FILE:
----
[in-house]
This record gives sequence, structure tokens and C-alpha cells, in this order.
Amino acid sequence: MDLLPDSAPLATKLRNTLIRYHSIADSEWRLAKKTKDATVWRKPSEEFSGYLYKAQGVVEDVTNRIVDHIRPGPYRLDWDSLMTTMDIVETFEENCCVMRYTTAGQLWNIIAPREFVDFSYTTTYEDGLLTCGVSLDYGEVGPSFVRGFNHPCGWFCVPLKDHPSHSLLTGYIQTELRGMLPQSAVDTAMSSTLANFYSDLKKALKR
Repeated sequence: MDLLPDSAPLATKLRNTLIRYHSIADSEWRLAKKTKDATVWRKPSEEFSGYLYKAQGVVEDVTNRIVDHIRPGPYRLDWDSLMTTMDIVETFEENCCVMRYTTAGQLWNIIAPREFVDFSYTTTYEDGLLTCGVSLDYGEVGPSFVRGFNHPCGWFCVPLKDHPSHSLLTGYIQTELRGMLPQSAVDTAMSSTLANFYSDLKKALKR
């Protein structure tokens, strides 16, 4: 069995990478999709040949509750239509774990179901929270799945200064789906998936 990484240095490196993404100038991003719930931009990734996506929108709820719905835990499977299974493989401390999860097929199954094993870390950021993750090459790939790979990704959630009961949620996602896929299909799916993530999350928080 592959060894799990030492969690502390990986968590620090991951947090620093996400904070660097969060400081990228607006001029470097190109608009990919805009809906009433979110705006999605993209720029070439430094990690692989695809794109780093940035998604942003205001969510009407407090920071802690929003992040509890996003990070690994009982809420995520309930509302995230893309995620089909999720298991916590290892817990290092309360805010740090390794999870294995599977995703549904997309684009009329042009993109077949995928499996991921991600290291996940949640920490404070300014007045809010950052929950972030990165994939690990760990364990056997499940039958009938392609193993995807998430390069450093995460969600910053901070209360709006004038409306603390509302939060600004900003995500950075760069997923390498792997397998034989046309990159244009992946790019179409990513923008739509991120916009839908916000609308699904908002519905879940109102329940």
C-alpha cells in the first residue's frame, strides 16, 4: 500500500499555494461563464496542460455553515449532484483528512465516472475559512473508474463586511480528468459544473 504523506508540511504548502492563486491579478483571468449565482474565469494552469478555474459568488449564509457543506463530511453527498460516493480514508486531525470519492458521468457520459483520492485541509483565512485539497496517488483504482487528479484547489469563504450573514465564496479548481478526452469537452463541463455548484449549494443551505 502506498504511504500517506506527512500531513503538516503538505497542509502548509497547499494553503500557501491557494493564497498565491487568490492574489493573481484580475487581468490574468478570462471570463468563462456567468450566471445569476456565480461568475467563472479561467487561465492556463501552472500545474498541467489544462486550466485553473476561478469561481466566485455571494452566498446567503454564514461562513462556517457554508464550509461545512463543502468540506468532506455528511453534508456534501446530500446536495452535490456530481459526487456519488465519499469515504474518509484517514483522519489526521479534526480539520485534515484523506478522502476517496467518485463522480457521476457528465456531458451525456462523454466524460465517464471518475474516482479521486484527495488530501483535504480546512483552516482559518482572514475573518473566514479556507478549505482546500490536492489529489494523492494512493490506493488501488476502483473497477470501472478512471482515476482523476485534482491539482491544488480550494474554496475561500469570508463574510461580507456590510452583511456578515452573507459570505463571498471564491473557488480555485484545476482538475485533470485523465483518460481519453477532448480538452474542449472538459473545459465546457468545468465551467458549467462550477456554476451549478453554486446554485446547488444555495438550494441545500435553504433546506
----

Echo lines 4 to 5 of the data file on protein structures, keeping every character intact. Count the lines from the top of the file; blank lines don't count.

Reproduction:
Repeated sequence: MDLLPDSAPLATKLRNTLIRYHSIADSEWRLAKKTKDATVWRKPSEEFSGYLYKAQGVVEDVTNRIVDHIRPGPYRLDWDSLMTTMDIVETFEENCCVMRYTTAGQLWNIIAPREFVDFSYTTTYEDGLLTCGVSLDYGEVGPSFVRGFNHPCGWFCVPLKDHPSHSLLTGYIQTELRGMLPQSAVDTAMSSTLANFYSDLKKALKR
């Protein structure tokens, strides 16, 4: 069995990478999709040949509750239509774990179901929270799945200064789906998936 990484240095490196993404100038991003719930931009990734996506929108709820719905835990499977299974493989401390999860097929199954094993870390950021993750090459790939790979990704959630009961949620996602896929299909799916993530999350928080 592959060894799990030492969690502390990986968590620090991951947090620093996400904070660097969060400081990228607006001029470097190109608009990919805009809906009433979110705006999605993209720029070439430094990690692989695809794109780093940035998604942003205001969510009407407090920071802690929003992040509890996003990070690994009982809420995520309930509302995230893309995620089909999720298991916590290892817990290092309360805010740090390794999870294995599977995703549904997309684009009329042009993109077949995928499996991921991600290291996940949640920490404070300014007045809010950052929950972030990165994939690990760990364990056997499940039958009938392609193993995807998430390069450093995460969600910053901070209360709006004038409306603390509302939060600004900003995500950075760069997923390498792997397998034989046309990159244009992946790019179409990513923008739509991120916009839908916000609308699904908002519905879940109102329940």